Public and Private Sector efficiency

Public Private sector Efficiency cover

(3 September 2019) A major review of hundreds of academic studies reveals that there is no empirical evidence that the private sector is intrinsically more efficient than the public sector.

The report for EPSU by the Public Services Privatisation Research Unit (PSIRU) at the University of Greenwich challenges the assumption that privatisation or public-private partnerships (PPPs) can always deliver the same level and quality of service with lower costs than the public sector.

The research was originally published in 2014 but has been updated with new evidence covering a range of different public services.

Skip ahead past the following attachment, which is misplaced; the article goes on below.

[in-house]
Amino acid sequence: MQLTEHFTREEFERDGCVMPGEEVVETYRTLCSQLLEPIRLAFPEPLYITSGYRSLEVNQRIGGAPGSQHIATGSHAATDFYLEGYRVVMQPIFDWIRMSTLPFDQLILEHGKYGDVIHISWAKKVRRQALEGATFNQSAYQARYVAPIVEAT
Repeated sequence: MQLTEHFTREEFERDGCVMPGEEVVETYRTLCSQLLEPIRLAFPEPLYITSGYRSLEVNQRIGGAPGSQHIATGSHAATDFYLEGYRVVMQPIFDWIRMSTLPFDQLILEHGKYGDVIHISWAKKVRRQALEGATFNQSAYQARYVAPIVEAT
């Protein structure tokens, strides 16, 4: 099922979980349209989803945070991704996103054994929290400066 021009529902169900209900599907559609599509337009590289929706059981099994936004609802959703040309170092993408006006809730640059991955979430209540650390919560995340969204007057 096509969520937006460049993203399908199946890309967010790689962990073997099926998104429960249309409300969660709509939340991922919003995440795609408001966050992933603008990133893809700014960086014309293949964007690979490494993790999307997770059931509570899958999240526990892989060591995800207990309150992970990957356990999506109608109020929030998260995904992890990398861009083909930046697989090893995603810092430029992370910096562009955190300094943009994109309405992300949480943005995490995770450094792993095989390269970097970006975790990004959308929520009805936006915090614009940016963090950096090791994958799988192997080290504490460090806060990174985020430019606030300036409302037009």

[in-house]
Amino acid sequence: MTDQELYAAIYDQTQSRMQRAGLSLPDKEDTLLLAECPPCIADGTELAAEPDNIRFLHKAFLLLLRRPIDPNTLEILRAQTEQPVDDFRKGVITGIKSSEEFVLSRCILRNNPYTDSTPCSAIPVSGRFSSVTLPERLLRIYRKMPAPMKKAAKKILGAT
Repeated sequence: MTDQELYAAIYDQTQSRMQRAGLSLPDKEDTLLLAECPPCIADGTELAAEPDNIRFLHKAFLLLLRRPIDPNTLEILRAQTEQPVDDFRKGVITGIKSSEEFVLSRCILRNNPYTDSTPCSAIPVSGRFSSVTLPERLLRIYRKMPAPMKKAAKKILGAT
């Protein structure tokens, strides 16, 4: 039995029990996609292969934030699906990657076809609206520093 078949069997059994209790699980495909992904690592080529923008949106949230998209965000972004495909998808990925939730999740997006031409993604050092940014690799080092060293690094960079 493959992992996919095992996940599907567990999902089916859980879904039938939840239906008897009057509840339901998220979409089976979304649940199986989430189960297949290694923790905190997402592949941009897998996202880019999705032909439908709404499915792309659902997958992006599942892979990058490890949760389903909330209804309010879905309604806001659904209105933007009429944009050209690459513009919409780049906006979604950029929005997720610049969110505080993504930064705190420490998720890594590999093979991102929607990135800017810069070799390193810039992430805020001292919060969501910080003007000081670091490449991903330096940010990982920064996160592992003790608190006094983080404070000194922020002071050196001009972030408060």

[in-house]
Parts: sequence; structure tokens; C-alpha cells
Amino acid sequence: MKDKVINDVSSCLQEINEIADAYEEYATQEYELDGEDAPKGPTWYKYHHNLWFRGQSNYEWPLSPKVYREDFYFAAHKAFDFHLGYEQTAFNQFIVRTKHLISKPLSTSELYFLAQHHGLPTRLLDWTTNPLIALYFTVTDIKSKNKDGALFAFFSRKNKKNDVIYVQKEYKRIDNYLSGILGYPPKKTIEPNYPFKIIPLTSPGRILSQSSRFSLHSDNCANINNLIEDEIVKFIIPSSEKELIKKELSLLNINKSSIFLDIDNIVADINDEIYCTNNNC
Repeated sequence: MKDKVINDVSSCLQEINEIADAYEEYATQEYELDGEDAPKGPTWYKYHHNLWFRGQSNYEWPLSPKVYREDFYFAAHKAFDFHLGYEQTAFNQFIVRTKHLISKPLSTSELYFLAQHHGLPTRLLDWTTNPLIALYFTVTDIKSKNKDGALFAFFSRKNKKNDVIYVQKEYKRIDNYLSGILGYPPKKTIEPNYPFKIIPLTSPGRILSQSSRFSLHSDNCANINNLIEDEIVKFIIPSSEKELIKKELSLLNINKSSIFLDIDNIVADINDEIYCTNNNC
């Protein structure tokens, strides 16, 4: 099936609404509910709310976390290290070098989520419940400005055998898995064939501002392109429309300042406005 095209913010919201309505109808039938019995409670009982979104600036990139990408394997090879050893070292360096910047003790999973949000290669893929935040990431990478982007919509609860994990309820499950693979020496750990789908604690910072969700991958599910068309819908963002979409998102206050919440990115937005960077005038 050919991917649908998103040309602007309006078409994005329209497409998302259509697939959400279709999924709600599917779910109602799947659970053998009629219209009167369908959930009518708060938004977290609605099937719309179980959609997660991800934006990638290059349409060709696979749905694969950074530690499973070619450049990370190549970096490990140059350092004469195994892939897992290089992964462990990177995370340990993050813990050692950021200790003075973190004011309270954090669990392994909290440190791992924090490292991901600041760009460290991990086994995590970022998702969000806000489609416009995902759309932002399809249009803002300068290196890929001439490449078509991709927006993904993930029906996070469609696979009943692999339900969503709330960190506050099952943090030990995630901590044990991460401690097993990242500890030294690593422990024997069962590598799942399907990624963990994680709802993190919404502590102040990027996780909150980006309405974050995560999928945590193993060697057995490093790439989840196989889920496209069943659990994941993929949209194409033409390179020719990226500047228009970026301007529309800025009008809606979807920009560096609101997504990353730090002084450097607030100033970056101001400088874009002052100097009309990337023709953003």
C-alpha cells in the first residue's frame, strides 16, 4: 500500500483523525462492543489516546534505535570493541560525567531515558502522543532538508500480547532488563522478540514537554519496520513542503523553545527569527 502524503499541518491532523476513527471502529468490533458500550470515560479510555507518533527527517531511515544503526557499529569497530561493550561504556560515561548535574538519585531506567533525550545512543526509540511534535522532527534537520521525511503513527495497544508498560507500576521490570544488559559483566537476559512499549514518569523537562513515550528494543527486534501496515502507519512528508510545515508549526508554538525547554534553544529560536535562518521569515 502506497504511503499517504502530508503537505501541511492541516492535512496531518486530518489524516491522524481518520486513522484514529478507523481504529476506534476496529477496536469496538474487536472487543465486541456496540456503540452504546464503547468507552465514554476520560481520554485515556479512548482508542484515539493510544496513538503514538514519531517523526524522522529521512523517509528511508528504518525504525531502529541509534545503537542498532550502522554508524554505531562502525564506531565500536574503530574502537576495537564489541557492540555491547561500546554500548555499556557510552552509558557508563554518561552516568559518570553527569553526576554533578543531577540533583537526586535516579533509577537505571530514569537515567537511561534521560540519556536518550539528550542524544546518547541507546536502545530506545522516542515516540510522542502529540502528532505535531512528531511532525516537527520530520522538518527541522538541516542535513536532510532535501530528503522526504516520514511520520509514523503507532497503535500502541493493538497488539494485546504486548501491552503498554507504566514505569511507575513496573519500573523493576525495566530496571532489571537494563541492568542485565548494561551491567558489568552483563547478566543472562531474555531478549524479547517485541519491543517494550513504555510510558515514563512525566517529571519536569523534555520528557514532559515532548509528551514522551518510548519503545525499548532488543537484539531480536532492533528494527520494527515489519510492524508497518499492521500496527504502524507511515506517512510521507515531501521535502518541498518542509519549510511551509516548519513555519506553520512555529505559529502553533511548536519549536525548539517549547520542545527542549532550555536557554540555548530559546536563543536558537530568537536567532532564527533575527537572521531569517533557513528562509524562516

The report examines evidence from nine sectors - electricity, health, waste management and water, prisons, buses, ports and airports, railways and telecom,. The results consistently undermine the case for privatisation and outsourcing.

In the case of PPPs, in particular, the report points out that invariably private sector borrowing costs are higher than those in the public sector and so the private sector option needs to deliver even greater efficiency savings to cover those costs, deliver profits to shareholders and still guarantee service levels in terms of quantity and quality.

The PSIRU research also looks at the improvements and efficiency gains made when services are brought back under public sector ownership and management, citing the the remunicipalisation of water in Paris and the termination of the massive London Underground PPP. Both of these led to cost savings and greater efficiency resulting in a range of different measures including improved coordination, less sub-contracting, cutting profits to shareholders and more accountability.